[24-NOV-20] We eliminate the separate address incrementer in our processor and perform incrementing and decrementing for SP, IX, and IY directly, which does not increase the code size. We compose our own eight-bid adder. The registers in P3035A_CPU.vhd are now global signals to permit us to refer to them outside the main CPU process. As written now, the processor uses a variable called opcode to present the current value of the program data during an opcode read state, and to store this current value for use in other states. We are using this variable to control the eight-bit adder in combinatorial logic, assuming it will be valid immediately after the rising edge of CK. But this is not the case: outside the rising-edge if-clause, the opcode variable will be updated only upon rising edges, and no such update can respond to program data that updates on the same rising edge. The result is that we need two "inc" instructions, one after the other to perform an increment, but each "dec" instruction works fine. That's because "dec" is the default.

[25-NOV-20] Quiescent current consumption of the processor stuck in a loop with no sensor or transmitter activity is 136 μA. We add to the firmware all logic needed for self-calibration of the ring oscillator. The processor writes a value to the fast clock divider. We increase the divider from 9 to 16 and reprogram the A3035A for each. The VHDL logic remains identical, only the processor program changes. Thus the ring oscillator is not re-compiled and its frequency remains the same. We plot TCK period versus divider below, and compare to the performance we obtained by adjusting a VHDL constant and re-compiling logic.

Figure: TCK Period versus Calib. With VHDL constant adjustement and with OSR8 processor adjustment by register access.

The processor can set a self-calibrate bit, which turns on the ring oscillator. The clock controller counts TCK cycles for one half RCK period. If TCK is exactly 5 MHz, we will see 76 periods. The processor reads out the count and can adjust the clock calibration constant to bring TCK to 5 MHz. With this code included in our P3035A logic, we are now at 1140 LUTs total. We are able to read out and transmit our TCK counter, and set the FCK divisor with software. Our increment, decrement, and addition instructions are working, as well as conditional jumps, pop and push, indirect loads with index registers IX and IY. If we remove registers C, D, and E from the processor the logic drops to 1080 LUTs. We restore registsers. When we examine the floorplan of the logic, we conclude that it is the processor state machine that is occupying most of the space. Add support for accelerometer SCK protocol to the Sensor Interface: SCK must be low at start of access, and rise at the same point as SCK for the gyrsoscope. With this added function, logic size drops to 1116 LUTs.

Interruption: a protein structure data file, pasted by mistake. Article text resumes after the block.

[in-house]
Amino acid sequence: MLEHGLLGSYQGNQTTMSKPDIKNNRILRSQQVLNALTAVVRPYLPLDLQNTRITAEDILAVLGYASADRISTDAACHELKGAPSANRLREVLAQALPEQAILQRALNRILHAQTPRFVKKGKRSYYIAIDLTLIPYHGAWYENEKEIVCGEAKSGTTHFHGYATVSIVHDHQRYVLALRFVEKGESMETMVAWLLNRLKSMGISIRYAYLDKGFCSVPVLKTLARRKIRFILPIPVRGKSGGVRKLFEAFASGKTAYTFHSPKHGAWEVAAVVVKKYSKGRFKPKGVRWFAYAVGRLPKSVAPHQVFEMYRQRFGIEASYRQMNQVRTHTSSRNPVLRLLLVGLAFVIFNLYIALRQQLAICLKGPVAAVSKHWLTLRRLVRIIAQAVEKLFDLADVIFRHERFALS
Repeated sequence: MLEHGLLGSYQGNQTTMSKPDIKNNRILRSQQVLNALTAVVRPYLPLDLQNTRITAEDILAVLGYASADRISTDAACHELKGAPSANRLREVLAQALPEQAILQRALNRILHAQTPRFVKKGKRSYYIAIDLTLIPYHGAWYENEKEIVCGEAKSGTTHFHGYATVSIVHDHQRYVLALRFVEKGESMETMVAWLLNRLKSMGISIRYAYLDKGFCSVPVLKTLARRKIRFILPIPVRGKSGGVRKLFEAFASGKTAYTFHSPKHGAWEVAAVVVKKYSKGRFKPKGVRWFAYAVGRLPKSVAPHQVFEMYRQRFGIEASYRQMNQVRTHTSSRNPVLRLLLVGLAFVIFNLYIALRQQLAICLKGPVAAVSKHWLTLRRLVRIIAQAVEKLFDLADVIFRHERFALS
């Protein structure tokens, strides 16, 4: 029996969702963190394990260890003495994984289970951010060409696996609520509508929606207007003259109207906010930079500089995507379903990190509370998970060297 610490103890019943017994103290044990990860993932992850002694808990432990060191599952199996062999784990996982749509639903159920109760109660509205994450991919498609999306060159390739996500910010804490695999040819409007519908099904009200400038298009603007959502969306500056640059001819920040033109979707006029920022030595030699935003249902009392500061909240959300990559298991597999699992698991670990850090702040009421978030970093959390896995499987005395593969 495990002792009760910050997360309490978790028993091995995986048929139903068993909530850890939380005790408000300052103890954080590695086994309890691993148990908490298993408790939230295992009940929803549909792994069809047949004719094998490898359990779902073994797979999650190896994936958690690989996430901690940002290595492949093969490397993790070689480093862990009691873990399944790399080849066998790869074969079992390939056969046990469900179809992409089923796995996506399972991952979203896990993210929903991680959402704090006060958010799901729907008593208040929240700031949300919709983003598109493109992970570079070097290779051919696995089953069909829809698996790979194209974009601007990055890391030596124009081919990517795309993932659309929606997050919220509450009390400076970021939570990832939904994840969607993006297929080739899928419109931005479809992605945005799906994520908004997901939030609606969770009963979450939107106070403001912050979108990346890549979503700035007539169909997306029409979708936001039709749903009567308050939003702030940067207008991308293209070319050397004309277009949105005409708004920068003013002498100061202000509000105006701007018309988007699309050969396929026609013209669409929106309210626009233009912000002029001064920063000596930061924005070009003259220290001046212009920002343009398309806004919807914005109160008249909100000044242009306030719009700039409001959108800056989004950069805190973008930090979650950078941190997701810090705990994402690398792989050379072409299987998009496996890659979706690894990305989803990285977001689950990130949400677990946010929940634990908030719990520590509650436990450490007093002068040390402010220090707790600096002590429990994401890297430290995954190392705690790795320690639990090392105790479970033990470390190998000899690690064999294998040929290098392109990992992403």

[26-NOV-20] We add to the XOR, AND, and OR instructions a set of the Z flag if A is zero and size increases to 1186 LUTs. We enhance the adder-subtractor to make an Arithmetic Logic Unit and perform our XOR, AND, and OR operations in there, so as to make the Z flag logic simpler. We add a WAIT instruction that clears the interrupt flag and stops the program counter. The processor will wait until an interrupt occurs. We add a DELAY instruction that decrements the accumulator until it is zero, then moves on. We reduce our opcodes from eight to seven bits but this causes an increase in logic size instead of a decrease.

We set the compiler option that optimizes for area rather than speed. We have seven-bit opcodes. Logic size drops from 1171 to 1086 LUTs. Now we find that the size of the code always increases with complexity of the processor. If we return to eight-bit opcodes, logic increases to 1134 LUTs. We move all the shift and rotate operations into the arithmetic logic unit, where we correct some errors in their implementation. The ALU mainpulates its inputs in response to a four-bit control signal. We have used 12 of the 16 available control values. Logic size is 1085 LUTs. The compiler tells us that we must allow 40 ns for signals to settle after a rising or falling edge of RCK, which puts the maximum frequency of our processor at around 12 MHz, or 10 MHz to be on the safe side.